The middle of the album starts with “Shake Up.” This is an anthemic rocker that you can sing along with and would have been a decent choice as a radio single as it is very accessible. This is another track where the drum playing really stands out but also has great guitar playing with a particularly cool solo in the middle. This song could have been a hit. “Attention” comes up next and the song certainly grabs the listener’s attention. A few well-placed chords reminiscent of “Eye of the Tiger” begin the track and then Mark screams “Let’s Go!” This is the most up-tempo song on the album and really gets the blood pumping. Appice attacks his drums (and especially the bell of his ride cymbal) like a man possessed. The instrumental section ¾ of the way through is worth the price of admission alone. “Breakin’ Out” keeps the energy high. It starts out sounding like a machine gun with a riff that sounds like it might have been borrowed by Motley Crew for “Kickstart My Heart” a few years later. This is a standout track and another one where the double guitar attack works wonderfully well. One of the most interesting songs is up next, titled “Tough Guys.” It starts out with a fast drum roll intro but immediately slows down to sound like a ballad, keyboard included. Then it kicks it back up a notch to become a satisfying mid-tempo rocker with a sing-along chorus. The track gets better with each listen and is one of the best songs being offered.
The back end of the album starts with the slowest track of the ten. “Dancing with Desire” has got a cool, bluesy vibe where we get to hear the acoustic and electric guitars complimenting each other while the vocals sound like they were recorded at the bottom of an empty pool. It’s a distinct change from the rest of the album but it adds diversity which makes the whole album more interesting. Another strong rocker comes up next, “Second Thoughts”. All band members have fully engaged in this song once again. The harmony vocals chant the chorus: “Having second thoughts about you”. Luckily by this time, rock fans are NOT having second thoughts about this album. The album closes with “Piece of the Rock”. This is a good track to end on because it’s a good summarization of the entire album. It starts with a cool, instrumental guitar intro then heads into a hook-laden chorus featuring Free’s strong vocals. The drums are characteristically aggressive and the song contains another great guitar solo. All in all, this is another strong song from a strong album.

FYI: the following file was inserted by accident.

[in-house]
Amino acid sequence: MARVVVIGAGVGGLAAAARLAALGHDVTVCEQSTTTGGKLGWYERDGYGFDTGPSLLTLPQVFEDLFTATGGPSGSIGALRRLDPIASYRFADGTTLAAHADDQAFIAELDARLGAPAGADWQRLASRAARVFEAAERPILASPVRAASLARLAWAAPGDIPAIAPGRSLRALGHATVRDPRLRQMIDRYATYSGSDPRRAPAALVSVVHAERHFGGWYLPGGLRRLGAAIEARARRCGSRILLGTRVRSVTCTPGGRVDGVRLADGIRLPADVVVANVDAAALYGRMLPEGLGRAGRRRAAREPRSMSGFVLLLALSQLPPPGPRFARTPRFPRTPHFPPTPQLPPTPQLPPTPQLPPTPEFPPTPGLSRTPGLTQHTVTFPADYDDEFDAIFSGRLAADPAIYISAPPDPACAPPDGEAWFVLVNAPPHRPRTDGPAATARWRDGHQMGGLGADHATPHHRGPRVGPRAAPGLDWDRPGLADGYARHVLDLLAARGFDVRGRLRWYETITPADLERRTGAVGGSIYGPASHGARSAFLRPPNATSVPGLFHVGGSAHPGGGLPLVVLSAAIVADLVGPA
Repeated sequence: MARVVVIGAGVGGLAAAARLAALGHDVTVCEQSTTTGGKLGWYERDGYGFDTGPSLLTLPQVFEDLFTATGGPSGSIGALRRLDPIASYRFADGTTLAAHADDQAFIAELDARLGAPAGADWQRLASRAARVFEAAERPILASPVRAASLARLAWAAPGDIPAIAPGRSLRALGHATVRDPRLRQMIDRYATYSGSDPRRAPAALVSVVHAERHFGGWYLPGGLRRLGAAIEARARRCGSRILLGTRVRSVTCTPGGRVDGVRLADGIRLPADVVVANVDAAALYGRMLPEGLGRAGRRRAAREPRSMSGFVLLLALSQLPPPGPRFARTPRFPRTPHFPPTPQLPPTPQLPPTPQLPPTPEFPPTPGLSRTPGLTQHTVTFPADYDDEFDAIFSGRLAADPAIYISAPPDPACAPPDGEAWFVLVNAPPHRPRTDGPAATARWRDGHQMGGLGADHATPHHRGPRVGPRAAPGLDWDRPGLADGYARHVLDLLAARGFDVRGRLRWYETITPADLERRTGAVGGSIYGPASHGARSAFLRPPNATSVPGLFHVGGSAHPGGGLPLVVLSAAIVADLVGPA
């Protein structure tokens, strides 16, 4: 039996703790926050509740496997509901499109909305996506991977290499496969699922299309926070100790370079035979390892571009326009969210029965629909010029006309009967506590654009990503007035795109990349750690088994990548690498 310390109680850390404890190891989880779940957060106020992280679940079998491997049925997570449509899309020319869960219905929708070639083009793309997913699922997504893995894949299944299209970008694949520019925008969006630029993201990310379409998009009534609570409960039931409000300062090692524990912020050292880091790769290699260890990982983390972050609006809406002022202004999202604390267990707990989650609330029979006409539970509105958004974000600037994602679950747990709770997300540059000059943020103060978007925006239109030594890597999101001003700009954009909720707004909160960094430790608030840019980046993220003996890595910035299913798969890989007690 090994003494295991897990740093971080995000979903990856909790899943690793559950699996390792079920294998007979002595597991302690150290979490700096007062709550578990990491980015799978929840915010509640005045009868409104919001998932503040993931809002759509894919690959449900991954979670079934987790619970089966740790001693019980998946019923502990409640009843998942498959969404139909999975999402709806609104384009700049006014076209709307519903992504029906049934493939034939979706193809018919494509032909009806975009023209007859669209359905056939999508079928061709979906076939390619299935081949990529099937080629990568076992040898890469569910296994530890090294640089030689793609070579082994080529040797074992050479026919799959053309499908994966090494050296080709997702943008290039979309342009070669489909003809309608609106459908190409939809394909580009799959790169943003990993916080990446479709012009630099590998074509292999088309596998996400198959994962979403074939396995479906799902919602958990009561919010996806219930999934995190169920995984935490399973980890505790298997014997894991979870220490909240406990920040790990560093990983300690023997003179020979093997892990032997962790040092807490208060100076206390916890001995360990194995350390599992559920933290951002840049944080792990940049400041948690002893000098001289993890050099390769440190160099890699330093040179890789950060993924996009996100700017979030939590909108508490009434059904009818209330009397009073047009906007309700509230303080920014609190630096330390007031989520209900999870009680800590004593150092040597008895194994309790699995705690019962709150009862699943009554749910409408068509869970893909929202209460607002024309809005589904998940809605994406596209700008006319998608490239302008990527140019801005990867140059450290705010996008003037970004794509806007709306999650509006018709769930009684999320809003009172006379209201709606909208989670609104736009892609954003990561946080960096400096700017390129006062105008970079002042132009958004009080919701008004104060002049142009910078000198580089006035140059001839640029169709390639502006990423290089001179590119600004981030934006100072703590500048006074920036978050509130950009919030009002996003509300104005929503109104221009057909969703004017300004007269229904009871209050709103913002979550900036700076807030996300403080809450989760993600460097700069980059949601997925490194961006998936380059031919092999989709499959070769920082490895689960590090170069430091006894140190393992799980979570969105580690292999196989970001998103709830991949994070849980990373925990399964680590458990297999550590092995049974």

The bottom line is that Ready to Strike is a well-crafted debut album from a hard rocking band that probably should have been bigger than they were. However if you didn’t discover this fine album and talented group the first time around, don’t make the same mistake and add this album to your collection. Sure, every good hard rock and Metal fan have great albums by hugely successful bands like Maiden, Whitesnake, Def Leppard, Kiss, and Ratt in their collection but not everyone has King Kobra. Impress your friends and be someone who does.
Genre: Glam Metal, Heavy Metal, Hard Rock
Mark Free – vocals
David Michael-Philips – guitar
Mick Sweda – guitar
Johnny Rod – bass
Carmine Appice – drums
01. Ready to Strike
03. Shadow Rider
04. Shake Up
06. Breakin’ Out
07. Tough Guys
08. Second Thoughts
09. Rainbow Bridge
10. Piece of the Rock
Label: Rock Candy Records, Capitol Records
Hardrock Haven rating: (8.9 / 10)